GA-Class articles

The article has passed through the Good article nomination process and been granted GA status, meeting the good article standards. This should be used for articles that still need some work to reach featured article standards, but that are otherwise good. Good articles that may succeed in FAC should be considered A-Class articles, but having completed the Good article designation process is not a requirement for A-Class. Useful to nearly all readers. A good treatment of the subject. No obvious problems, gaps, excessive information. Adequate for most purposes, but other encyclopedias could do a better job. Some editing will clearly be helpful, but not necessary for a good reader experience. If the article is not already fully wikified, now is the time. International Space Station (as of February 2007)

(as of April 2007)


B-Class articles

Has several of the elements described in "start", usually a majority of the material needed for a completed article. Nonetheless, it has significant gaps or missing elements or references, needs substantial editing for English language usage and/or clarity, balance of content, or contains other policy problems such as copyright, Neutral Point Of View (NPOV) or No Original Research (NOR). With NPOV a well written B-class may correspond to the "Wikipedia 0.5" or "usable" standard. Articles that are close to GA status but don't meet the Good article criteria should be B- or Start-class articles. Useful to many, but not all, readers. A casual reader flipping through articles would feel that they generally understood the topic, but a serious student or researcher trying to use the material would have trouble doing so, or would risk error in derivative work. Considerable editing is still needed, including filling in some important gaps or correcting significant policy errors. Articles for which cleanup is needed will typically have this designation to start with. Munich air disaster (as of May 2006) has a lot of helpful material but contains too many lists, and needs more prose content & references.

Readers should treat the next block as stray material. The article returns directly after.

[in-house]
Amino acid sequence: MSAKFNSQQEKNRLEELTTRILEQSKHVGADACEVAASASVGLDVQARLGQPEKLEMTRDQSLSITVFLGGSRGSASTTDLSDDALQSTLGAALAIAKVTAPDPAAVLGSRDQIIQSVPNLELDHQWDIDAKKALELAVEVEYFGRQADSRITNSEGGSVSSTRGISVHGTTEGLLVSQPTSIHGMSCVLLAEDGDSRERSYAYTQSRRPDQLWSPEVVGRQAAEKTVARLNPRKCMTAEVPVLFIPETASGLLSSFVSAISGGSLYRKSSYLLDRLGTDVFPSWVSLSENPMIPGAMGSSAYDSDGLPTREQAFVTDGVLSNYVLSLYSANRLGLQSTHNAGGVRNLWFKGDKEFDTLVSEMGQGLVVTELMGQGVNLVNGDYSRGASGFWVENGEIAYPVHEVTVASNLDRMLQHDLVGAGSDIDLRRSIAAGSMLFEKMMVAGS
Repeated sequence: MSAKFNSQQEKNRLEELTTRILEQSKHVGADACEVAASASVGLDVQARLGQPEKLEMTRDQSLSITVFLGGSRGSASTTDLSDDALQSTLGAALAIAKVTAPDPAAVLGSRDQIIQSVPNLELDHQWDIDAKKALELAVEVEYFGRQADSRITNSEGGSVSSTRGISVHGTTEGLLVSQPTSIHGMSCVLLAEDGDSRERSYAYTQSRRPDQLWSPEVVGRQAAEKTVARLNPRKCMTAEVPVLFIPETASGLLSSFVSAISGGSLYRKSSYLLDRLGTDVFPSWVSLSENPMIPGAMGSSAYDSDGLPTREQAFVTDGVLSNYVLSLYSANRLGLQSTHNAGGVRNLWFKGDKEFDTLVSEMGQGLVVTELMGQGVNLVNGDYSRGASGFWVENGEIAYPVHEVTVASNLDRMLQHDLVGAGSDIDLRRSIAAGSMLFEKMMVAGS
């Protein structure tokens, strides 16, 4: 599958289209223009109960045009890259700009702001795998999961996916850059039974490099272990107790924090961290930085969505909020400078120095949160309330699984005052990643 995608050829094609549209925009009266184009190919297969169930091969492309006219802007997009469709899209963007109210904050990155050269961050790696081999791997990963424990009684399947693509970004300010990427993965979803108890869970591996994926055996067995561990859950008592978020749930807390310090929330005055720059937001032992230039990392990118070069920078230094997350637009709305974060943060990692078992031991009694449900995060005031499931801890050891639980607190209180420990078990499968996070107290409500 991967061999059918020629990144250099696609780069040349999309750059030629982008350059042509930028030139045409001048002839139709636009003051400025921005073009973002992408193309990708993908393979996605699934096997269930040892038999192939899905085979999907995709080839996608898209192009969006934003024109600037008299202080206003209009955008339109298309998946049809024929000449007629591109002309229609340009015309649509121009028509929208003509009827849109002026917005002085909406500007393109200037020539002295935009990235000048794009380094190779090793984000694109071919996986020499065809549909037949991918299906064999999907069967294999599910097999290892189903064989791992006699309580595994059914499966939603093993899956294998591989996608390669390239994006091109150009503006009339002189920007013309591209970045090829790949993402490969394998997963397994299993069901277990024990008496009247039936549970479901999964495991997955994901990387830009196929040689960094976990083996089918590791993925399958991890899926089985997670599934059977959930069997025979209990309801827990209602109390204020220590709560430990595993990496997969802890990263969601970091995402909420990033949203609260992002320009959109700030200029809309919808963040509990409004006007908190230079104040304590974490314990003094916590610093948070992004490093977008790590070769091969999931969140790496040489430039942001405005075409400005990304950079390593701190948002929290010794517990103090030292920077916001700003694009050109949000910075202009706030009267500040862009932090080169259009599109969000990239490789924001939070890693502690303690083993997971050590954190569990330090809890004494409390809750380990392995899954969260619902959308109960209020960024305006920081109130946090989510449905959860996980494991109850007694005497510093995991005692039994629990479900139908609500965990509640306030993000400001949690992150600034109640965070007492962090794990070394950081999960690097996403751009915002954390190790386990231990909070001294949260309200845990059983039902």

Start-Class articles

The article has a meaningful amount of good content, but it is still weak in many areas, and may lack a key element. For example an article on Africa might cover the geography well, but be weak on history and culture. Has at least one serious element of gathered materials, including any one of the following:
  • a particularly useful picture or graphic
  • multiple links that help explain or illustrate the topic